16. Learn to speak better Spanish.

17. Find (or make) a place to play piano on a regular basis.

18. Go on a date.

19. Participate in a Couch-to-5K program (projected start – late May with a race on July 4th).

20. Take a cooking class. Possibly knife skills. Or cake decorating. Or overcoming chicken phobia (is that a thing that people teach? Because it should be.).

So there they are, and here’s to making progress.

I’m linking up with Marvia Davidson for Real Talk Tuesdays. Join the conversation!

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photo (58)It’s arrived. The push back.

Every year when I make resolutions or choose a new word for the year, I start out optimistic. I am looking forward to the year. I am excited about what it might bring or what exploration of this new word might teach me.

Then comes the push back.

It came early this year, which was to be expected, I guess. Choose a word like “true,” and one should expect all sorts of “yes, but…” and “…not yet” to show up.

I see in possibilities. Possibility is where I’m happiest. It’s hopeful and shiny. It’s like my empty coffee cup, waiting for the French press to be ready, telling me that the glorious nectar of the bean will surely soon be mine. There’s a lot of true – about who I am and who I’m becoming – in possibility.

There’s also reality, and sometimes it pushes back so hard that it packs down the bricks in the wall it’s building.

When friends couple off or get married, I’m about 90% happy for them and 10% lonelier (hey – progress – those percentages used to be switched). Lonely likes its protective walls.

When people I respect and love say “liberals” like it’s a dirty word, revealing the limits of their respect and love for me (the dirty liberal), I add more bricks around the parts of myself that their vitriol has taught me they can’t accept.

When I give more to my job than my pay grade warrants but can’t quite find a tangible reason why I bother, I want to build the wall higher.

[Aside – to a GenXer, “tangible reason” = “promotion and a raise,” not just a pat on the back. I can pat my own back, thanks. Match those words to some cash. Or at least a bathroom break. Maybe a taco.]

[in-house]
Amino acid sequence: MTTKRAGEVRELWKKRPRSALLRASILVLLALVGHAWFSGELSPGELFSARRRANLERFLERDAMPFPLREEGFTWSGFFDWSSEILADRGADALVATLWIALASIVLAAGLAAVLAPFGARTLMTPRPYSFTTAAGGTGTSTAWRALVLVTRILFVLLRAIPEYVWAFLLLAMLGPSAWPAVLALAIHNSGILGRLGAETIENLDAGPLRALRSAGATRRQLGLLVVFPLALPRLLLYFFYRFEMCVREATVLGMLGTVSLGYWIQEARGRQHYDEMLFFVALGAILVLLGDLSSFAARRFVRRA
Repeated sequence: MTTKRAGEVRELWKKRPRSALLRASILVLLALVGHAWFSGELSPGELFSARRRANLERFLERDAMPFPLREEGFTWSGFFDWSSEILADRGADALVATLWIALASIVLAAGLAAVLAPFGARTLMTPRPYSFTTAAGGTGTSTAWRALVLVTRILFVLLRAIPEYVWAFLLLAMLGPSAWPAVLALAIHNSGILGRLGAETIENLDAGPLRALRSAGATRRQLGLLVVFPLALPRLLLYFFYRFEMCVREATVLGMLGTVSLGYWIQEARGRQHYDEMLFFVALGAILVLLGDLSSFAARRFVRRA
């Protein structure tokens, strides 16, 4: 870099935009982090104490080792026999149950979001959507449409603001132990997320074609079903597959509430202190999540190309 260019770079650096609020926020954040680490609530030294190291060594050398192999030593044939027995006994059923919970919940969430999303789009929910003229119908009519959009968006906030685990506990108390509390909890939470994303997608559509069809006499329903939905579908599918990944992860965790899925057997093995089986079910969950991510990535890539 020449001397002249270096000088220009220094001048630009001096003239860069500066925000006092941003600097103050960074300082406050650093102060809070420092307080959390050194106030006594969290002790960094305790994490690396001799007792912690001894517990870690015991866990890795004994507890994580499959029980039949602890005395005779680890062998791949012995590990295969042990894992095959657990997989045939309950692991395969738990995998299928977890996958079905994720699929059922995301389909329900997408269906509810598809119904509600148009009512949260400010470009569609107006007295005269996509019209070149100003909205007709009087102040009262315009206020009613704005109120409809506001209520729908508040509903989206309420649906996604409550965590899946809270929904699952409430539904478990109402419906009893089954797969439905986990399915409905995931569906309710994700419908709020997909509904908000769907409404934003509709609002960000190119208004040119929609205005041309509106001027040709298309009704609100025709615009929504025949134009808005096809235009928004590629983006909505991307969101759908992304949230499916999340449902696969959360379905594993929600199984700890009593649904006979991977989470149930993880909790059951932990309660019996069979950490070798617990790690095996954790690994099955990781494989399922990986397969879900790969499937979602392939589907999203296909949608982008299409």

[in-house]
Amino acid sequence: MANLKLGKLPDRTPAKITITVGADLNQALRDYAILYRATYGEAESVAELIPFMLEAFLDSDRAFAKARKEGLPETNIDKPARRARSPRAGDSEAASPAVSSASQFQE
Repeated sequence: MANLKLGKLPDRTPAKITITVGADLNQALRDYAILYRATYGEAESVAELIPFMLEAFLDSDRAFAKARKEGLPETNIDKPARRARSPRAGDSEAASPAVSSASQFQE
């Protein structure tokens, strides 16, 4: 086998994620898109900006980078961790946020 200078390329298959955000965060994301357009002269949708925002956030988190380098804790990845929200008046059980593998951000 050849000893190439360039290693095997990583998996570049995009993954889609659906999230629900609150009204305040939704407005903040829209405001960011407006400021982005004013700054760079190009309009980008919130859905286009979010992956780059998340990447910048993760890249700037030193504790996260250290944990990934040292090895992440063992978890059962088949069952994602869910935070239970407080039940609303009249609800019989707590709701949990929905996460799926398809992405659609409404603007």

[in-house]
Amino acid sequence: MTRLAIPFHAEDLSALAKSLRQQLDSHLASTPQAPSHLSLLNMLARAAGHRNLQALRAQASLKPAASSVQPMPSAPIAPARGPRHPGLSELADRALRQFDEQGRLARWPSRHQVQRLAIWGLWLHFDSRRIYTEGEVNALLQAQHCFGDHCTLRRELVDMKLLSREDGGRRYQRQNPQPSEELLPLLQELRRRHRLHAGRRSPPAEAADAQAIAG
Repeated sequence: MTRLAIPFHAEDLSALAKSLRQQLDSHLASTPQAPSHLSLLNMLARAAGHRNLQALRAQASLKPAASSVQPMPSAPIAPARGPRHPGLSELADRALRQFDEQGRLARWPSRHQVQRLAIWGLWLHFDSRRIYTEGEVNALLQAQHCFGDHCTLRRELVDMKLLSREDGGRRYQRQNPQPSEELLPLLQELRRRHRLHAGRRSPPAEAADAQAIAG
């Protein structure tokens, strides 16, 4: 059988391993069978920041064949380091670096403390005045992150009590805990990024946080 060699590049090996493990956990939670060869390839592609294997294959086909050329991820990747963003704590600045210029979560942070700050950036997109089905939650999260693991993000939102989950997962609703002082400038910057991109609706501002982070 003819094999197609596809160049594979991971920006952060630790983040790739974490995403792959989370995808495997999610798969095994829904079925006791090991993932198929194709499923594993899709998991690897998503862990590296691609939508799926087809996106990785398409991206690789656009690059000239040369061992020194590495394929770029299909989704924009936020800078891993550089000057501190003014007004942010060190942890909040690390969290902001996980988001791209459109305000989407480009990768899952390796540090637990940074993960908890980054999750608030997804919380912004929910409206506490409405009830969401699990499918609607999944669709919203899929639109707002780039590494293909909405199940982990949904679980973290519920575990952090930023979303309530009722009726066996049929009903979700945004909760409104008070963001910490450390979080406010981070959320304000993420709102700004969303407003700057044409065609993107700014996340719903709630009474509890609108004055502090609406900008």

When I write and write (and revise and revise), and it’s still not enough to be the thing I’m doing with my life, I want to make a little brick cubbyhole, fill it with pillows, and take a nap.

I like my walls. They’re comforting and familiar. They say nice things to me and smell like rain. They tell me I’m right. They tell me I’m pretty.

Then true comes along and whispers, “Tear them down.”

So that’s how beginning is going. *sigh*

 

I’m linking up with Marvia Davidson’s Real Talk Tuesday (heh – how about Thursday?).

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Shoes - Anne Klein

When asked what my favorite part of my body is, my typical response is “my feet.” I was admonished once when I said this, because the person didn’t know me very well and thought that I was just answering that way because I felt bad about the rest of my body. Never mind that 1) if she didn’t know me, why was she asking me such personal questions, and 2) was she implying that I should be ashamed of the rest of my body (?!), because rude. But I responded to what I hoped was the heart of her comment and said that no, I just really love my feet. I love the way they curl and stretch. I love that they support me – literally.

Also, my feet are super cute. I mean, Anne Klein gets part of the credit of the picture above, because that’s a badass shoe, but let’s be honest – most of the adorable in that picture is what’s inside the shoe.

(Also…I miss those pants. I wonder what happened to them?)